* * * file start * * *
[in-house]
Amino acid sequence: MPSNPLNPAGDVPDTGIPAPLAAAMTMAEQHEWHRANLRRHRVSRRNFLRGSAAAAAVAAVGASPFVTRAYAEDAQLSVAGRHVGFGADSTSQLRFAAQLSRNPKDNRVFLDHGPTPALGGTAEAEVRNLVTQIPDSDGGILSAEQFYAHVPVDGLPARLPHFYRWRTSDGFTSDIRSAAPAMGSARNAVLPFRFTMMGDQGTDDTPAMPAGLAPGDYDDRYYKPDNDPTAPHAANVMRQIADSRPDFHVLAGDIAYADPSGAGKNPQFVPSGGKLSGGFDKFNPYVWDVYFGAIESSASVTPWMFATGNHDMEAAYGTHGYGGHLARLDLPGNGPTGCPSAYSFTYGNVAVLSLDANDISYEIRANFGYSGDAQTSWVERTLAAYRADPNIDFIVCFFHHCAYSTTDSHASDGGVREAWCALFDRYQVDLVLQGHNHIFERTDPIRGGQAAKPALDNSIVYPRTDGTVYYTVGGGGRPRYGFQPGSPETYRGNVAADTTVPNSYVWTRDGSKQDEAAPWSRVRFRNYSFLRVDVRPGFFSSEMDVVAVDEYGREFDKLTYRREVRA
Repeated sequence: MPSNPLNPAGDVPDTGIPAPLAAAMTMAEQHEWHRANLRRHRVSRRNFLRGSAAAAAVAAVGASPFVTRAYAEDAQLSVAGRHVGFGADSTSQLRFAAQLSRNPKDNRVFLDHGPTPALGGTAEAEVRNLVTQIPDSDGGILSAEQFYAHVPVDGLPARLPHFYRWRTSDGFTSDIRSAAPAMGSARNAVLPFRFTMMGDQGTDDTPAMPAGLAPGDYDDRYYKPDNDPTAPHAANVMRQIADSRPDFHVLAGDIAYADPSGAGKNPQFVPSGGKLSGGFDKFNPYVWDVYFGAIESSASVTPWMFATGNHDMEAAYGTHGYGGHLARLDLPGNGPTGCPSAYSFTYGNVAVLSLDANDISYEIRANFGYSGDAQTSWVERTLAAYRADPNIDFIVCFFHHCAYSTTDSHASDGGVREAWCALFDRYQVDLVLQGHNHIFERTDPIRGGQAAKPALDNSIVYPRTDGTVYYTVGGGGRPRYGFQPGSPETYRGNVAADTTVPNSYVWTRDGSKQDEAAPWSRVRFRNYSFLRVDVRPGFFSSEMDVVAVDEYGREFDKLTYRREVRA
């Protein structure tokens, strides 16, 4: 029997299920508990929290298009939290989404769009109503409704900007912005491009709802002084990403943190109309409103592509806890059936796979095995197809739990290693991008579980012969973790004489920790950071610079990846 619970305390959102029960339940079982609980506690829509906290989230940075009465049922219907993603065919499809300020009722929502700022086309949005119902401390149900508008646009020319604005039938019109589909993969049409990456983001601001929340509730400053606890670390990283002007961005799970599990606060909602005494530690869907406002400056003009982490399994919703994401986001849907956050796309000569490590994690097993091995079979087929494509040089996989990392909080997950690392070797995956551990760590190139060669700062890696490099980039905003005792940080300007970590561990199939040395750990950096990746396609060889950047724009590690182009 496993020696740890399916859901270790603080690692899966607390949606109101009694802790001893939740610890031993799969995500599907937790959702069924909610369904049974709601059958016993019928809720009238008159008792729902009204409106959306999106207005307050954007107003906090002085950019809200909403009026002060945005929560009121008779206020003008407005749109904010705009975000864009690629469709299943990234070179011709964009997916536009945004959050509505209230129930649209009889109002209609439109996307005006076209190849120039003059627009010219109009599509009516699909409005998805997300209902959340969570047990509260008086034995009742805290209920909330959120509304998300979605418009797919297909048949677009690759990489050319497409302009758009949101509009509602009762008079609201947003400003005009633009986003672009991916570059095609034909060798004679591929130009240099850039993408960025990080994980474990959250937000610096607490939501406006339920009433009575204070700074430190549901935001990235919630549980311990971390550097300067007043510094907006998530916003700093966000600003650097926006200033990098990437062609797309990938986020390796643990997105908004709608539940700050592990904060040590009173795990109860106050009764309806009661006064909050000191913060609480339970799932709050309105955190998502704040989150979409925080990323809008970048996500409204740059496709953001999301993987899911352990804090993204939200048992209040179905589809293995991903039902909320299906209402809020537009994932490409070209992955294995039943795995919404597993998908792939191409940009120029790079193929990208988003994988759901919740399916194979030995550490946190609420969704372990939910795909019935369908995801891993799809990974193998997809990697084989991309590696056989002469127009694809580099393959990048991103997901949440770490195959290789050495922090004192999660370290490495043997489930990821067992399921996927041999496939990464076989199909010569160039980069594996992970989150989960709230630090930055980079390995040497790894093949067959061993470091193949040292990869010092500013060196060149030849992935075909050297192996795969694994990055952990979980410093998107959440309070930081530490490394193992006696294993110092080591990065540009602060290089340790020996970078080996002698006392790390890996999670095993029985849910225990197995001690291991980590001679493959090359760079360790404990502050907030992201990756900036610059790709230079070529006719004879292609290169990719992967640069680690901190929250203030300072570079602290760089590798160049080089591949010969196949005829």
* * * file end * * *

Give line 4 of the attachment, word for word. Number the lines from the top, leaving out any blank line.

């Protein structure tokens, strides 16, 4: 029997299920508990929290298009939290989404769009109503409704900007912005491009709802002084990403943190109309409103592509806890059936796979095995197809739990290693991008579980012969973790004489920790950071610079990846 619970305390959102029960339940079982609980506690829509906290989230940075009465049922219907993603065919499809300020009722929502700022086309949005119902401390149900508008646009020319604005039938019109589909993969049409990456983001601001929340509730400053606890670390990283002007961005799970599990606060909602005494530690869907406002400056003009982490399994919703994401986001849907956050796309000569490590994690097993091995079979087929494509040089996989990392909080997950690392070797995956551990760590190139060669700062890696490099980039905003005792940080300007970590561990199939040395750990950096990746396609060889950047724009590690182009 496993020696740890399916859901270790603080690692899966607390949606109101009694802790001893939740610890031993799969995500599907937790959702069924909610369904049974709601059958016993019928809720009238008159008792729902009204409106959306999106207005307050954007107003906090002085950019809200909403009026002060945005929560009121008779206020003008407005749109904010705009975000864009690629469709299943990234070179011709964009997916536009945004959050509505209230129930649209009889109002209609439109996307005006076209190849120039003059627009010219109009599509009516699909409005998805997300209902959340969570047990509260008086034995009742805290209920909330959120509304998300979605418009797919297909048949677009690759990489050319497409302009758009949101509009509602009762008079609201947003400003005009633009986003672009991916570059095609034909060798004679591929130009240099850039993408960025990080994980474990959250937000610096607490939501406006339920009433009575204070700074430190549901935001990235919630549980311990971390550097300067007043510094907006998530916003700093966000600003650097926006200033990098990437062609797309990938986020390796643990997105908004709608539940700050592990904060040590009173795990109860106050009764309806009661006064909050000191913060609480339970799932709050309105955190998502704040989150979409925080990323809008970048996500409204740059496709953001999301993987899911352990804090993204939200048992209040179905589809293995991903039902909320299906209402809020537009994932490409070209992955294995039943795995919404597993998908792939191409940009120029790079193929990208988003994988759901919740399916194979030995550490946190609420969704372990939910795909019935369908995801891993799809990974193998997809990697084989991309590696056989002469127009694809580099393959990048991103997901949440770490195959290789050495922090004192999660370290490495043997489930990821067992399921996927041999496939990464076989199909010569160039980069594996992970989150989960709230630090930055980079390995040497790894093949067959061993470091193949040292990869010092500013060196060149030849992935075909050297192996795969694994990055952990979980410093998107959440309070930081530490490394193992006696294993110092080591990065540009602060290089340790020996970078080996002698006392790390890996999670095993029985849910225990197995001690291991980590001679493959090359760079360790404990502050907030992201990756900036610059790709230079070529006719004879292609290169990719992967640069680690901190929250203030300072570079602290760089590798160049080089591949010969196949005829």